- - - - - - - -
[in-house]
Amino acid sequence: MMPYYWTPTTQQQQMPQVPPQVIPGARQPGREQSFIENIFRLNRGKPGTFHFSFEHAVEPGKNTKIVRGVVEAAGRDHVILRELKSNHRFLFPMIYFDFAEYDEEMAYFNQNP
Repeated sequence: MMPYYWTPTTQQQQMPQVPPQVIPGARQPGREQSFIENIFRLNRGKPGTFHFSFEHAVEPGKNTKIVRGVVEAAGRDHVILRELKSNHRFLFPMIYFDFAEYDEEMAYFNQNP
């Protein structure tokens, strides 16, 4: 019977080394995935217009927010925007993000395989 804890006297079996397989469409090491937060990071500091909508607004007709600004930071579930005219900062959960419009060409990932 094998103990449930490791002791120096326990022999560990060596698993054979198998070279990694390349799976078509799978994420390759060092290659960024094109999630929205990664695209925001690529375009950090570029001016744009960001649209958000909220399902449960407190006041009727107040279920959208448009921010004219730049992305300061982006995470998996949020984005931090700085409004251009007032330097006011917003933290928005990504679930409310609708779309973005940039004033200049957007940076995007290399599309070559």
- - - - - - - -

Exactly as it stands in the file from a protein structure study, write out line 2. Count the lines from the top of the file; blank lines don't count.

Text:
Amino acid sequence: MMPYYWTPTTQQQQMPQVPPQVIPGARQPGREQSFIENIFRLNRGKPGTFHFSFEHAVEPGKNTKIVRGVVEAAGRDHVILRELKSNHRFLFPMIYFDFAEYDEEMAYFNQNP